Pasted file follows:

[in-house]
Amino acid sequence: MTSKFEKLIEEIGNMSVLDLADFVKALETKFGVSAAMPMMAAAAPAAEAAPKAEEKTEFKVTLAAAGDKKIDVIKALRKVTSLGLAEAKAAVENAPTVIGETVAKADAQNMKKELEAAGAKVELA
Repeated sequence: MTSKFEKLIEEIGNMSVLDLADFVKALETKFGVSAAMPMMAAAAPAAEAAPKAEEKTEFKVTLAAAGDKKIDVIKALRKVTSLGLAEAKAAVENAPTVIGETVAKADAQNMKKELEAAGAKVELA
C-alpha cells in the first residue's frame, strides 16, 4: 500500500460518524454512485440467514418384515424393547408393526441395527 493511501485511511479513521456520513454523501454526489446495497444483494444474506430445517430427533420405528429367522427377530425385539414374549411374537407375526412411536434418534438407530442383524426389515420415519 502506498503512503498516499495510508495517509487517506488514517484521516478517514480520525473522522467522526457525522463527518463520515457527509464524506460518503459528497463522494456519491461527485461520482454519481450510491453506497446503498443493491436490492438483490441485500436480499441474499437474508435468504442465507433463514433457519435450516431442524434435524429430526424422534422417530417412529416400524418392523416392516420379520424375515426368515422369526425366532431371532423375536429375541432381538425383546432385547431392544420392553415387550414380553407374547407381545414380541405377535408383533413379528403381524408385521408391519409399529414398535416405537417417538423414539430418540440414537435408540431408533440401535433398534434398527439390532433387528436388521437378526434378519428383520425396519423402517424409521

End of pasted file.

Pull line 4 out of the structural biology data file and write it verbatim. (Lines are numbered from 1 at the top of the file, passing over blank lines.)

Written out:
C-alpha cells in the first residue's frame, strides 16, 4: 500500500460518524454512485440467514418384515424393547408393526441395527 493511501485511511479513521456520513454523501454526489446495497444483494444474506430445517430427533420405528429367522427377530425385539414374549411374537407375526412411536434418534438407530442383524426389515420415519 502506498503512503498516499495510508495517509487517506488514517484521516478517514480520525473522522467522526457525522463527518463520515457527509464524506460518503459528497463522494456519491461527485461520482454519481450510491453506497446503498443493491436490492438483490441485500436480499441474499437474508435468504442465507433463514433457519435450516431442524434435524429430526424422534422417530417412529416400524418392523416392516420379520424375515426368515422369526425366532431371532423375536429375541432381538425383546432385547431392544420392553415387550414380553407374547407381545414380541405377535408383533413379528403381524408385521408391519409399529414398535416405537417417538423414539430418540440414537435408540431408533440401535433398534434398527439390532433387528436388521437378526434378519428383520425396519423402517424409521